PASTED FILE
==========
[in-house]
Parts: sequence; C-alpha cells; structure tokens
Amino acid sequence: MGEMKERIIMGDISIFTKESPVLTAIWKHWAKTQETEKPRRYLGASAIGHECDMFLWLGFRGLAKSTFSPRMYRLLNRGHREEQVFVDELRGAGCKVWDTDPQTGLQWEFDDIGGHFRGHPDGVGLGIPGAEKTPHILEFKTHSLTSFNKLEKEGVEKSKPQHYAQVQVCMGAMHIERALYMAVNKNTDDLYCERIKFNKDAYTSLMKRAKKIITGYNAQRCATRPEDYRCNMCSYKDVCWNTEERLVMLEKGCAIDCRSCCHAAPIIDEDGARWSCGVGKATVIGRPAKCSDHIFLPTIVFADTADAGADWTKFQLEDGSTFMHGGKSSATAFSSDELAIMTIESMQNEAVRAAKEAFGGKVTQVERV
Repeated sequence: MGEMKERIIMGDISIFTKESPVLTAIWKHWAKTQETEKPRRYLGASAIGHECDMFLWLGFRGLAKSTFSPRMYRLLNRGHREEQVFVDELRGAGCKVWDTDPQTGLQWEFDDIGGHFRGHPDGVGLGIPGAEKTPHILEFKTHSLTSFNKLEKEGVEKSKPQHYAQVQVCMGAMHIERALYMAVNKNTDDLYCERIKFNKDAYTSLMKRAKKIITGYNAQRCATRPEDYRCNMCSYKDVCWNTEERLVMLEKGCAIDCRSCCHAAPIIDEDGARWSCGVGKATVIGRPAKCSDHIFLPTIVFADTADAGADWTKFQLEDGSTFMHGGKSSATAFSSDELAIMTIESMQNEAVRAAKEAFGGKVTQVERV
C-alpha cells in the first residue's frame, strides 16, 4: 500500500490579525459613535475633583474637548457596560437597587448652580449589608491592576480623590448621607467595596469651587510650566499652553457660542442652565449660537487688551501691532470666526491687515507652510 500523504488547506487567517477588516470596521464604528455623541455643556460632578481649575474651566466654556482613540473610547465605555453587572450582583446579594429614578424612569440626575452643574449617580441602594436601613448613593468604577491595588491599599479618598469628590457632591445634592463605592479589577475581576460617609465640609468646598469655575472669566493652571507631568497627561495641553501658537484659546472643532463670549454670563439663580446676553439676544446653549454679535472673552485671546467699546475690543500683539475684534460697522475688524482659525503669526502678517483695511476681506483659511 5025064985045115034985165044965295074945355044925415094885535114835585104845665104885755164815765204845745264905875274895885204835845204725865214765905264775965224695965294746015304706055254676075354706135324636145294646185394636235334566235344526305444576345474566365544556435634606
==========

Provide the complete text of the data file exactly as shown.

[in-house]
Parts: sequence; C-alpha cells; structure tokens
Amino acid sequence: MGEMKERIIMGDISIFTKESPVLTAIWKHWAKTQETEKPRRYLGASAIGHECDMFLWLGFRGLAKSTFSPRMYRLLNRGHREEQVFVDELRGAGCKVWDTDPQTGLQWEFDDIGGHFRGHPDGVGLGIPGAEKTPHILEFKTHSLTSFNKLEKEGVEKSKPQHYAQVQVCMGAMHIERALYMAVNKNTDDLYCERIKFNKDAYTSLMKRAKKIITGYNAQRCATRPEDYRCNMCSYKDVCWNTEERLVMLEKGCAIDCRSCCHAAPIIDEDGARWSCGVGKATVIGRPAKCSDHIFLPTIVFADTADAGADWTKFQLEDGSTFMHGGKSSATAFSSDELAIMTIESMQNEAVRAAKEAFGGKVTQVERV
Repeated sequence: MGEMKERIIMGDISIFTKESPVLTAIWKHWAKTQETEKPRRYLGASAIGHECDMFLWLGFRGLAKSTFSPRMYRLLNRGHREEQVFVDELRGAGCKVWDTDPQTGLQWEFDDIGGHFRGHPDGVGLGIPGAEKTPHILEFKTHSLTSFNKLEKEGVEKSKPQHYAQVQVCMGAMHIERALYMAVNKNTDDLYCERIKFNKDAYTSLMKRAKKIITGYNAQRCATRPEDYRCNMCSYKDVCWNTEERLVMLEKGCAIDCRSCCHAAPIIDEDGARWSCGVGKATVIGRPAKCSDHIFLPTIVFADTADAGADWTKFQLEDGSTFMHGGKSSATAFSSDELAIMTIESMQNEAVRAAKEAFGGKVTQVERV
C-alpha cells in the first residue's frame, strides 16, 4: 500500500490579525459613535475633583474637548457596560437597587448652580449589608491592576480623590448621607467595596469651587510650566499652553457660542442652565449660537487688551501691532470666526491687515507652510 500523504488547506487567517477588516470596521464604528455623541455643556460632578481649575474651566466654556482613540473610547465605555453587572450582583446579594429614578424612569440626575452643574449617580441602594436601613448613593468604577491595588491599599479618598469628590457632591445634592463605592479589577475581576460617609465640609468646598469655575472669566493652571507631568497627561495641553501658537484659546472643532463670549454670563439663580446676553439676544446653549454679535472673552485671546467699546475690543500683539475684534460697522475688524482659525503669526502678517483695511476681506483659511 5025064985045115034985165044965295074945355044925415094885535114835585104845665104885755164815765204845745264905875274895885204835845204725865214765905264775965224695965294746015304706055254676075354706135324636145294646185394636235334566235344526305444576345474566365544556435634606